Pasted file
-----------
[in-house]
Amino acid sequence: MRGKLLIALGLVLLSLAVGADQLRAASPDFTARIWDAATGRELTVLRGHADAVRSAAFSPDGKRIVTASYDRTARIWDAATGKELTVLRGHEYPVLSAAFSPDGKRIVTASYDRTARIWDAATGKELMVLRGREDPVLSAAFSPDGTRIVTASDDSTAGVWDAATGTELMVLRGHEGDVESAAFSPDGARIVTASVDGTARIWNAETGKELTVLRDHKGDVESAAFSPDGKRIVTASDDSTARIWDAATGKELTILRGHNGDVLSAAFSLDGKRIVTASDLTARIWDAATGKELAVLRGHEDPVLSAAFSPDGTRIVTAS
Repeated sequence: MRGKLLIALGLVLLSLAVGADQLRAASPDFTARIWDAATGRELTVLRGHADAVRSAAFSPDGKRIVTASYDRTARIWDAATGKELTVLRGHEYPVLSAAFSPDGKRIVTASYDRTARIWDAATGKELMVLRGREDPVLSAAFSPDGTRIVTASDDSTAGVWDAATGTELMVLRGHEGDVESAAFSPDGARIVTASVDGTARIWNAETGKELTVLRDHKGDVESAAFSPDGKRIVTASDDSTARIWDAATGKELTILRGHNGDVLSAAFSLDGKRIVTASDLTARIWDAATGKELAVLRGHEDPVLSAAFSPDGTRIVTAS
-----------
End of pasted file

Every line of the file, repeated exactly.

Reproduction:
[in-house]
Amino acid sequence: MRGKLLIALGLVLLSLAVGADQLRAASPDFTARIWDAATGRELTVLRGHADAVRSAAFSPDGKRIVTASYDRTARIWDAATGKELTVLRGHEYPVLSAAFSPDGKRIVTASYDRTARIWDAATGKELMVLRGREDPVLSAAFSPDGTRIVTASDDSTAGVWDAATGTELMVLRGHEGDVESAAFSPDGARIVTASVDGTARIWNAETGKELTVLRDHKGDVESAAFSPDGKRIVTASDDSTARIWDAATGKELTILRGHNGDVLSAAFSLDGKRIVTASDLTARIWDAATGKELAVLRGHEDPVLSAAFSPDGTRIVTAS
Repeated sequence: MRGKLLIALGLVLLSLAVGADQLRAASPDFTARIWDAATGRELTVLRGHADAVRSAAFSPDGKRIVTASYDRTARIWDAATGKELTVLRGHEYPVLSAAFSPDGKRIVTASYDRTARIWDAATGKELMVLRGREDPVLSAAFSPDGTRIVTASDDSTAGVWDAATGTELMVLRGHEGDVESAAFSPDGARIVTASVDGTARIWNAETGKELTVLRDHKGDVESAAFSPDGKRIVTASDDSTARIWDAATGKELTILRGHNGDVLSAAFSLDGKRIVTASDLTARIWDAATGKELAVLRGHEDPVLSAAFSPDGTRIVTAS